Corporate attacks on Prop. 15 are tightening race; Volunteer for phone banks!
Proposition 15, which would reclaim an estimated $12 billion annually for California schools and communities by reassessing commercial and industrial property to current values, has slipped below the hallmark 50% level in a new statewide poll from the Public Policy Institute of California. The measure now holds a 49% to 45% lead among likely voters, with 6% undecided. That four-point margin is down from 11 points in the institute’s September poll, when the lead was 51% to 40%.
Corporate commercial property owners using unfounded scare tactics to oppose Prop. 15
The No on Prop. 15 campaign, funded primarily by large corporate and real estate groups, is using the specious argument that small businesses will be hurt by Prop 15 because they would have to pay increased rents created by the higher property taxes. In fact, business owners whose properties are assessed at less than $3 million would be exempt from the new rule and the proposition would create a large tax cut for small businesses by exempting all personal property of businesses with fewer than 50 employees. Those who own properties valued less than $3 million comprise 90% of all commercial property owners in the state, according to researchers for the USC Dornsife Program for Environmental and Regional Equity, which conducts research on social and environmental justice and immigration issues.
An analysis of the impact on rents from the sale of commercial properties in 12 counties, released Sept. 24, concluded that reassessing a commercial property after 20 years could cause a one-time 2% rent increase for an office space renter. “Most claims about Proposition 15’s impacts on small businesses are unfounded,” said Christopher Thornberg, founding partner of Beacon Economics, which conducted the survey. Market prices, not property taxes, will determine rent. Professor Manuel Pastor, director of the USC Dornsife Program, said: “It’s amazing to hear opponents’ argument. Until recently, rents were going up even though no costs were changing, and they’ll likely go down, because that’s the market,”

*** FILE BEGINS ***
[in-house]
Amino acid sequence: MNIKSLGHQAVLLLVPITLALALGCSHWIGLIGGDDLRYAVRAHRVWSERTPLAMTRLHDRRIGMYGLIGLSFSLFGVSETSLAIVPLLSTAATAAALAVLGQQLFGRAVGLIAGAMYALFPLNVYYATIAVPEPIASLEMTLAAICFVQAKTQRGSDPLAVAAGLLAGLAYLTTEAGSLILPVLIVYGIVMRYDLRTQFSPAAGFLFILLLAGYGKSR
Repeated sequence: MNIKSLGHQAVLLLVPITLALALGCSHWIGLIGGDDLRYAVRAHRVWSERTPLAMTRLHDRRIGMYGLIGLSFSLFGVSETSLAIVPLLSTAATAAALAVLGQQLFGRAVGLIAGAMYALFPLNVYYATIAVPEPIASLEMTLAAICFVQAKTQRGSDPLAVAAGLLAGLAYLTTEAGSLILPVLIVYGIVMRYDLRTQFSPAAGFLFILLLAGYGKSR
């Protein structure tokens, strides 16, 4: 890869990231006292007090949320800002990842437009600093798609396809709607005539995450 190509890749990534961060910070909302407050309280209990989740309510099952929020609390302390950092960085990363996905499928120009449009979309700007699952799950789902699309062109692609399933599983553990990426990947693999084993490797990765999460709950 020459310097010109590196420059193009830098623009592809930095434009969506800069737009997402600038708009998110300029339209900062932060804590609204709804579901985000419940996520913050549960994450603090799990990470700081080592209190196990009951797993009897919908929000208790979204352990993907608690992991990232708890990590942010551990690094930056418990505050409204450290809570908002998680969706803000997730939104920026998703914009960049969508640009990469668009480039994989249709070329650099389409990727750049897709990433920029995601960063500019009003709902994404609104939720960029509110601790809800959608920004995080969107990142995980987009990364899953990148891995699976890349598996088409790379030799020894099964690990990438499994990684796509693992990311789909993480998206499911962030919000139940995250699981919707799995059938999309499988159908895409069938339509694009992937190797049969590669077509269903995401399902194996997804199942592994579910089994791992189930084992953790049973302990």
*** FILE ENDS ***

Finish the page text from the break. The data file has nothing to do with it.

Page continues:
Only 10.5% of commercial properties would generate 92% of Prop. 15’s revenue
A relatively small group of corporations with valuable properties will pay most of the tax increases. Studies have projected that only 10.5% of commercial properties would generate 92% of Prop. 15’s revenue.
By protecting small businesses, Prop. 15 makes a long-needed structural reform to Prop. 13 and forces big corporations to pay a more equitable share for needed services.
Volunteer for a “Yes on 15” phone bank
It will be up to all of us to do the work to get this critical measure over the finish line. Just a couple hours of your time will make a difference in the campaign. Please join one of the daily ‘Yes on 15’ phone banks run by the campaign and encourage your friends and family to Vote Yes on 15.